His blue eyes peeked over the back of his chair. "Sir?"
"Sorry, couldn't see you there. About the wimmen. You don't know what you're missin'."
As the helmsman disappeared again, the young navigator next to him spun in his seat. "INCOMING WARBIRD, CAPTAIN. DECLOAKED AND HEADING STRAIGHT FOR US! WHAT ARE YOUR ORDERS, SIR?"
Ensign Jericho came from a planet of mutes. Unfortunately, he had been born with a tongue. "Lieutenant, what did I tell you about speaking softly."
"THAT IF I DON'T SPEAK SOFTLY, SIR, YOU WILL CARRY A BIG STICK?"
"REPEATEDLY STRIKE ME WITH IT?"
He turned back to his screens. "sorry, sir," he whispered. "i will remember to keep it down, sir. warbird holding. standard orbit around planet omicron ceti seventeen seventy-five, sir." He paused and then spun in his seat again. "SIR! THEY ARE BEAMING DOWN TO THE EXACT COORDINATES OF DR. YADKIN AND COMMANDER MINGO! SIR!"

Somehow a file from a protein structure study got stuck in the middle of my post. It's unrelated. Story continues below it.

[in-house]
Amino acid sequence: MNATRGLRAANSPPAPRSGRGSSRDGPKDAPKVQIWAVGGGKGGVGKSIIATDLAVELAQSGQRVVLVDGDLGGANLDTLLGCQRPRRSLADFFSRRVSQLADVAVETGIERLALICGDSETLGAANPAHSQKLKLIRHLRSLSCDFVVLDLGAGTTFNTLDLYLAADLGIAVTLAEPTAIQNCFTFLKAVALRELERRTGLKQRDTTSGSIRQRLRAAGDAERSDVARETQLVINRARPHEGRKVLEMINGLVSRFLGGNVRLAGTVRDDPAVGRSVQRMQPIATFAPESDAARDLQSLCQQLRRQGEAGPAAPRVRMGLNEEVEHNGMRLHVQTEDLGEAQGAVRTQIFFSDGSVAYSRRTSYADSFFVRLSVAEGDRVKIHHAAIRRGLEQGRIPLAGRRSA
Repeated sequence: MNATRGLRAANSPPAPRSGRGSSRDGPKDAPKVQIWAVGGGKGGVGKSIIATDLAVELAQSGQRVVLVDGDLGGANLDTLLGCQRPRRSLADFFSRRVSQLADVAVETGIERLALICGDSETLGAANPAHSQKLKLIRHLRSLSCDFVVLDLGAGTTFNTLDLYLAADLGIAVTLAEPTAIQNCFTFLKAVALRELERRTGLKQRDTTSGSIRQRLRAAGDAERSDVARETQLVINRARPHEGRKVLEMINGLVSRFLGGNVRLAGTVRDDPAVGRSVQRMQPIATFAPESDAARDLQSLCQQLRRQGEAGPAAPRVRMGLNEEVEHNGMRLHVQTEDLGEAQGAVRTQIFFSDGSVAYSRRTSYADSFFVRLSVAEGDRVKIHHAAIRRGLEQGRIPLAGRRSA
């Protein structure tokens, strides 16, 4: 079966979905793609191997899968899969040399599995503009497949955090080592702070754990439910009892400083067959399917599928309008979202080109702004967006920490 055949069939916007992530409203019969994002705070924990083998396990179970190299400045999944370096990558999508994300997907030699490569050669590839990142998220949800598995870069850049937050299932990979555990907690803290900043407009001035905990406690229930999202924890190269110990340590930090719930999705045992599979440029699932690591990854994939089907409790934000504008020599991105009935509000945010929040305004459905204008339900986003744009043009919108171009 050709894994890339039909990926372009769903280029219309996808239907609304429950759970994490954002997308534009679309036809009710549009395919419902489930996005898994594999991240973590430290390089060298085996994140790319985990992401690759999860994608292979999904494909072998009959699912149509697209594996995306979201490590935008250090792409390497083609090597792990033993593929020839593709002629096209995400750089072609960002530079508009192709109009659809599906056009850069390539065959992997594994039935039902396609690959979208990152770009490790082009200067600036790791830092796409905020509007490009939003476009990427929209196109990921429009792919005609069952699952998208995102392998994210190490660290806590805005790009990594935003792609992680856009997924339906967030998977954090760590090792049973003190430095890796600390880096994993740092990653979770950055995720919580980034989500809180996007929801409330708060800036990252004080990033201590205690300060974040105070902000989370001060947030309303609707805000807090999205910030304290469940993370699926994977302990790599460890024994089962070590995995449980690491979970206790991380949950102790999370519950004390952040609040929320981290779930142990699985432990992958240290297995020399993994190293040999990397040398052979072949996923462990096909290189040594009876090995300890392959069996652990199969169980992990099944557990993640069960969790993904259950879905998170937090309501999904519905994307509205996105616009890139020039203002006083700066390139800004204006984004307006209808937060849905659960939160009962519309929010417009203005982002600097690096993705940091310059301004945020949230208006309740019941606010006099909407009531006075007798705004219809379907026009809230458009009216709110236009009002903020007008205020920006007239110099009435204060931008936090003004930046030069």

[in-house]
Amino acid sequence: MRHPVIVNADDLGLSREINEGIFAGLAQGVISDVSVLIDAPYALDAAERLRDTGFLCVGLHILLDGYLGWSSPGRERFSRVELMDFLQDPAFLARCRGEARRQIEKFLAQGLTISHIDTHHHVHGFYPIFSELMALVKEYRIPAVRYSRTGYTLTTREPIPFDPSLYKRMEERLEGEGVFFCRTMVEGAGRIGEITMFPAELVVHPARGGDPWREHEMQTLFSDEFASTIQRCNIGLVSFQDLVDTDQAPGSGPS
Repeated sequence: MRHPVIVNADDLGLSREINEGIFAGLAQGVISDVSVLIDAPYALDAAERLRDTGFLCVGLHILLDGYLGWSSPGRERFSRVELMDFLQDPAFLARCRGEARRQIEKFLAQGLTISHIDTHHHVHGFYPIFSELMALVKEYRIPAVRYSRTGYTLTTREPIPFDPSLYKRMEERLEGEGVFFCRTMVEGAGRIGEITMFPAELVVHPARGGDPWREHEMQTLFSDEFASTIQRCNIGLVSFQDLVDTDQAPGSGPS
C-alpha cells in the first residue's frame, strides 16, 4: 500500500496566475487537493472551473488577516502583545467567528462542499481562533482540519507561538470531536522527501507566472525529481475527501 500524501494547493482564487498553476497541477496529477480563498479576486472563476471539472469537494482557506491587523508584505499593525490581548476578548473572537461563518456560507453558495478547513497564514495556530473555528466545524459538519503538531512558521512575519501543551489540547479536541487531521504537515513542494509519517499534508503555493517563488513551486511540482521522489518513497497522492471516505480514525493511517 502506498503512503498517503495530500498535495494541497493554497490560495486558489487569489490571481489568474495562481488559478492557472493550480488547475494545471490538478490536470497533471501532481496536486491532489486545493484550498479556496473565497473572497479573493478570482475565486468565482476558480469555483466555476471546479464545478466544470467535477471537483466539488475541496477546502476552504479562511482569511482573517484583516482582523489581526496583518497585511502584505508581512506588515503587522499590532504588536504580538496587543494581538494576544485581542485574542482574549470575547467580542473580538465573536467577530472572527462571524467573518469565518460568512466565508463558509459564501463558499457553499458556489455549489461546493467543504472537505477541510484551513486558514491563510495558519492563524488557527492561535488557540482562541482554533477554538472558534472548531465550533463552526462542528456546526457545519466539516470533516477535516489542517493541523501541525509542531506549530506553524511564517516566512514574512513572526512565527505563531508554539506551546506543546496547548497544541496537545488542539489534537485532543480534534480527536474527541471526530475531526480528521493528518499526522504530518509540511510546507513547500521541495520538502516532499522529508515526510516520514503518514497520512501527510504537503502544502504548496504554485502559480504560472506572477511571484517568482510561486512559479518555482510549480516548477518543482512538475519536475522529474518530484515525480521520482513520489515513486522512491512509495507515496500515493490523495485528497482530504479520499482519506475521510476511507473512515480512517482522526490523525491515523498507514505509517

The Captain stared at him; his hand on his chin. He leaned down and pulled a big stick out from under his seat and hit him on the head, rendering him unconscious. Then he turned to Communications. "Lieutenant Jemima?"
"Yes, Pa. Er, Captain."
He rolled his eyes at his and his yeoman's daughter. She, of course, did not use the name of Boone since the marriage had never been officially announced. Her technical designation was Lieutenant J. E. Mima. "Take the navigator's chair."
"Sir." She moved from Communications to the seat Lt. Jericho had lately occupied. She sat down and then swung in it as to face the Captain as he had. "Permission to say something, sir?"
"Lieutenant Jericho has many attributes that are to be admired, sir."
"He can run faster than a rabbit. And last year, when we visited Ceti Omicron Six, he could be heard over the explosion of the reactor core. He was given a medal for that."